Bauer then filed a complaint in federal district court against Summit alleging that its Plan violated ERISA as it excluded hourly employees from participating. The district court disagreed. It granted Summit's motion for summary judgment and denied Bauer's cross-motion for summary judgment. This appeal follows.
II. ISSUE ON APPEAL
Bauer raises only one issue on appeal: whether the district court erred in granting Summit's motion for summary judgment on the basis that the Plan did not violate ERISA when it included salaried employees, and excluded hourly employees, as eligible plan participants.
III. STANDARD OF REVIEW
We exercise a plenary review of the grant by the district court of Summit's motion for summary judgment, using the same standards as employed by the district court initially. See Jordan v. Federal Express Corp., 116 F.3d 1005, 1009 (3d Cir.1997), citing Sempier v. Johnson & Higgins, 45 F.3d 724, 727 (3d Cir.1995).
Nothing in ERISA requires employers to establish employee benefits plans. Lockheed Corp. v. Spink, 517 U.S. 882, 887, 116 S.Ct. 1783, 135 L.Ed.2d 153 (1996). Neither does it require that every employee is entitled to participate in a plan that it does decide to offer, for, as the Supreme Court, in Shaw v. Delta Air Lines, Inc., 463 U.S. 85, 103 S.Ct. 2890, 77 L.Ed.2d 490 (1983), stated: “ERISA does not mandate that employers provide any particular benefits, and does not itself proscribe discrimination in the provision of employee benefits.” Id. at 91, 103 S.Ct. 2890. What ERISA does require, however, is that if an employer decides to provide a plan, that plan is subject to certain minimum requirements regarding participation, funding and vesting standards. Id. citing 29 U.S.C. 1051-1086; see also Alessi v. Raybestos-Manhattan, Inc., 451 U.S. 504, 101 S.Ct. 1895, 68 L.Ed.2d 402 (1981).9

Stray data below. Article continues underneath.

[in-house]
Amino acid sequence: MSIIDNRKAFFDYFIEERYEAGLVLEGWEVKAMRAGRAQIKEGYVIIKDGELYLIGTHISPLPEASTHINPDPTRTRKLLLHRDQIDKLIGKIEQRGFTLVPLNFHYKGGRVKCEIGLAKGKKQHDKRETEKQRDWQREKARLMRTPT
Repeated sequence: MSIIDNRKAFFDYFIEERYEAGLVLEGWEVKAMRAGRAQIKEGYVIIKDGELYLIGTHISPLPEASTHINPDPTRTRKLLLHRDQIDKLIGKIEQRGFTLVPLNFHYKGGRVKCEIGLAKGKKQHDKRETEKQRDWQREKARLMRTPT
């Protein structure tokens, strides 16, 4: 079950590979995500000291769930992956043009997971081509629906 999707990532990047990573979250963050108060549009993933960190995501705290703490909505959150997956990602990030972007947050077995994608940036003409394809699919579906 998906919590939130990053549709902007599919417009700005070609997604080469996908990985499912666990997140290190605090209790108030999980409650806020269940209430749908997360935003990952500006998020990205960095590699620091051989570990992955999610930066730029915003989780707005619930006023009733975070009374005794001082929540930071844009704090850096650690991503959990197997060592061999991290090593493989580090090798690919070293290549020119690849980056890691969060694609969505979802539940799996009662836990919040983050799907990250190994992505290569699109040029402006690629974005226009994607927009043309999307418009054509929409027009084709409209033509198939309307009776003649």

The present ERISA litigation has arisen because Summit has excluded Bauer from participating in its Plan for the years he was employed on an hourly basis, affording him benefits for only the 3.667 years he was employed on a salaried basis. Bauer claims that he is also entitled to participate in the Plan for each of his twenty-two years of employment. Bauer, in essence, asserts that he is entitled to benefit coverage although he is explicitly excluded by the terms of the plan itself. His cause of action arises under 29 U.S.C. § 1132.
B. Statutory Analysis
1. Recovery of Benefits
An action for benefits under an ERISA plan may be brought only by a participant in or beneficiary of an ERISA plan. 29 U.S.C. § 1102(a)(2); 29 U.S.C. § 1104(a)(1). Under ERISA, a “participant” is defined as “any employee or former employee of an employer ․ who is or may become eligible to receive a benefit of any type from an employee benefit plan ․ or whose beneficiaries may be eligible to receive any such benefit.” 29 U.S.C. § 1002(7). An employee is defined by ERISA as “any individual employed by an employer.” 29 U.S.C. § 1002(6).
ERISA provides Bauer with a specific cause of action with which to challenge his denial of benefits. 29 U.S.C. § 1132. It authorizes a suit by a participant to recover benefits due under the terms of an ERISA plan or to enforce or clarify rights under the ERISA plan. 29 U.S.C. § 1132(a)(1)(B).10
A plaintiff must satisfy two requirements to establish participant status. See Wolf v. Coca-Cola Co., 200 F.3d 1337, 1340 (11th Cir.2000). First, the plaintiff must be a common law employee. See Nationwide Mut. Ins. Co. v. Darden, 503 U.S. 318, 323-24, 112 S.Ct. 1344, 117 L.Ed.2d 581 (1992).11 Second, the plaintiff must be, “according to the language of the plan itself, eligible to receive a benefit under the plan. An individual who fails on either prong lacks standing to bring a claim for benefits under a plan established pursuant to ERISA.” Id. citing Clark v. E.I. Dupont De Nemours & Co., Inc., No. 95-2845, 105 F.3d 646, 1997 WL 6958 (4th Cir. Jan. 9, 1997) (table).
We are required to enforce the Plan as written unless we find a provision of ERISA that contains a “contrary directive.” See Bellas v. CBS, Inc., 221 F.3d 517, 522 (3d Cir.2000), cert. denied, 531 U.S. 1104, 121 S.Ct. 843, 148 L.Ed.2d 723 (2001); Dade v. North Am. Philips Corp., 68 F.3d 1558, 1562 (3d Cir.1995). The ERISA provision identified by Bauer in this appeal as a contrary directive is 29 U.S.C. § 1052(a).
2. Minimum Participation Requirements under 29 U.S.C. § 1052(a)
The only limitation imposed by ERISA on any of the requirements for participation is entitled “Minimum Participation,” and is set forth in 29 U.S.C. § 1052(a). It states: “No pension plan may require, as a condition of participation in the plan, that a employee complete a period of service with the employer or employers maintaining the plan extending beyond the later of the following dates-(i) the date on which the employee attains the age of 21; or (ii) the date on which he completes 1 year of service.” 29 U.S.C. § 1052(a)(1)(A).